Astronomers Confirm That A1689B11 Is The Oldest Spiral Galaxy Ever Discovered Outside Our Own
Spiral galaxy A1689B11 has excitingly just been confirmed by a team of astronomers as the oldest spiral galaxy ever to be discovered outside our own. This galaxy has been in existence for 11 billion years and was around just a mere 2.6 billion years after the Big Bang occurred. Even with around 100 billion galaxies lurking in the universe, spiral galaxy A1689B11 is believed to be one of the oldest, making it a very special galaxy.
By way of comparison, spiral galaxy A1689B11 is around 1 billion years older than Andromeda, our neighbor and also another spiral galaxy. However, it’s not just its age that is so remarkable to astronomers. One very special thing that astronomers have also noticed about A1689B11 is that when it comes to the formation of stars, this galaxy is currently forming them at a rate 20 times quicker than other galaxies.
Dr. Tiantian Yuan of Swinburne University of Technology in Melbourne, Australia, explained just how extraordinary the formation of stars is in spiral galaxy A1689B11, as Phys.org reports.
“This galaxy is forming stars 20 times faster than galaxies today – as fast as other young galaxies of similar masses in the early universe. However, unlike other galaxies of the same epoch, A1689B11 has a very cool and thin disc, rotating calmly with surprisingly little turbulence. This type of spiral galaxy has never been seen before at this early epoch of the universe.”
The Australian National University and Swinburne University of Technology have teamed up to study further details of spiral galaxy A1689B11 as part of the Australian Research Council Centre of Excellence in All Sky Astrophysics in 3-D. To learn more about this galaxy, astronomers are using an impressive technique which merges gravitational lensing with an instrument known as a Near-infrared Integral Field Spectrograph.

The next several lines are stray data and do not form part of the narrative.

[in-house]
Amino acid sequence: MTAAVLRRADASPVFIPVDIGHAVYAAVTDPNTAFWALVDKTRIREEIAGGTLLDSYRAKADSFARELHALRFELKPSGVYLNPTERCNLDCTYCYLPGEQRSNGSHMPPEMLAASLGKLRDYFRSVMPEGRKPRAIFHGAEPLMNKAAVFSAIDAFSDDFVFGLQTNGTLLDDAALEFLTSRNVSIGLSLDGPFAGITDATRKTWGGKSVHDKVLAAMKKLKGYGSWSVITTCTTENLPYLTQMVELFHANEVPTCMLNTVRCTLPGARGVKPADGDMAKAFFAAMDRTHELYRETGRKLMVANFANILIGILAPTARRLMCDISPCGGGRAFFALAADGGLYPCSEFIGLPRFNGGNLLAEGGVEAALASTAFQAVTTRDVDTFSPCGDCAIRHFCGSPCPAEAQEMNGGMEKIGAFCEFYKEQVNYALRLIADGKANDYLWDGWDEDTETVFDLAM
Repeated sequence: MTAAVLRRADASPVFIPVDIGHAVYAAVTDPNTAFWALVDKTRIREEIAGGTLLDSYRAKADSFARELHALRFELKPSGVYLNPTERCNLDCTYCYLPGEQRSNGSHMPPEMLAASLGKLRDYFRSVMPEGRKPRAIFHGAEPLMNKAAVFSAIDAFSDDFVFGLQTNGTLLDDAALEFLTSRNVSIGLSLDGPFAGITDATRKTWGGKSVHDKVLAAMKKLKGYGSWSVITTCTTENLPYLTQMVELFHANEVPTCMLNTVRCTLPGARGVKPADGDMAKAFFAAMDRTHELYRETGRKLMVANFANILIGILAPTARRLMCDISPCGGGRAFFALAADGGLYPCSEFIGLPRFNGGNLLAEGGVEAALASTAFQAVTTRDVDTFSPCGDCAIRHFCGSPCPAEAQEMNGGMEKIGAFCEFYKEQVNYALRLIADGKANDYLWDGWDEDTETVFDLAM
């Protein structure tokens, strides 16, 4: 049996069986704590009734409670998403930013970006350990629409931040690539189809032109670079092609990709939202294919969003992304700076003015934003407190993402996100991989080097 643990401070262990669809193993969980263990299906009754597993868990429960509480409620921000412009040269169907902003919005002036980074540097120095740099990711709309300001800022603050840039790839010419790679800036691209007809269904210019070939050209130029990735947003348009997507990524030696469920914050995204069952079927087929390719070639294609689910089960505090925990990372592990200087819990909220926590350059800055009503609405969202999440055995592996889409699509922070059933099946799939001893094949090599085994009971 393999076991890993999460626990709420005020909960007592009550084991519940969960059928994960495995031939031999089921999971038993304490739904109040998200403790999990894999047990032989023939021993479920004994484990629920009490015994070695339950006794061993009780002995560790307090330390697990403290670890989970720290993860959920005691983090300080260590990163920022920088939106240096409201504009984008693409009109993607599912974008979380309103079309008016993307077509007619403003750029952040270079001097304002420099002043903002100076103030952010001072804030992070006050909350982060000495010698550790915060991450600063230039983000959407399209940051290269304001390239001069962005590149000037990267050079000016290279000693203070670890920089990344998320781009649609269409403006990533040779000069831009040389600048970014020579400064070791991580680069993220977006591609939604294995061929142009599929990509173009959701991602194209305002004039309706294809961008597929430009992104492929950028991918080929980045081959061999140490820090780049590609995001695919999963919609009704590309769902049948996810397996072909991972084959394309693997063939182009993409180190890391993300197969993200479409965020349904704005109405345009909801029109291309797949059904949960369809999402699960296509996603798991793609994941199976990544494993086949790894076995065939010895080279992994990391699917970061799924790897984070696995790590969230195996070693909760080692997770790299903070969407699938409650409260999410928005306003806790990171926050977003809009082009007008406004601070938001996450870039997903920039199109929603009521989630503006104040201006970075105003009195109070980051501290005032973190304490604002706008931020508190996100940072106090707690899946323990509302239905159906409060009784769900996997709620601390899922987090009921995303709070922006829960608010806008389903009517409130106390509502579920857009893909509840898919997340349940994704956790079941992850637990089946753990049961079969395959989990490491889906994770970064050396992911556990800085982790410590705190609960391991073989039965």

Gravitational lenses are enormous clusters that are comprised of dark matter and numerous galaxies. These clusters act to magnify and bend the light of galaxies that are behind it on an absolutely massive scale, as Dr. Tiantian Yuan has explained. In this way, astronomers are able to gaze back in time to the creation of these spiral galaxies.
“This technique allows us to study ancient galaxies in high resolution with unprecedented detail. We are able to look 11 billion years back in time and directly witness the formation of the first, primitive spiral arms of a galaxy.”
Dr. Renyue Cen from Princeton University is one of the co-authors of the most recent study on A1689B11 and has said that by researching this spiral galaxy, astronomers will be able to glean more information about the Hubble sequence.
“Studying ancient spirals like A1689B11 is a key to unlocking the mystery of how and when the Hubble sequence emerges. Spiral galaxies are exceptionally rare in the early universe, and this discovery opens the door to investigating how galaxies transition from highly chaotic, turbulent discs to tranquil, thin discs like those of our own Milky Way galaxy.”
With the latest excitement over the revelation of the ancient age of spiral galaxy A1689B11 comes further research which will enable astronomers to learn more about our mysterious universe.
[Featured Image by NASA/Getty Images]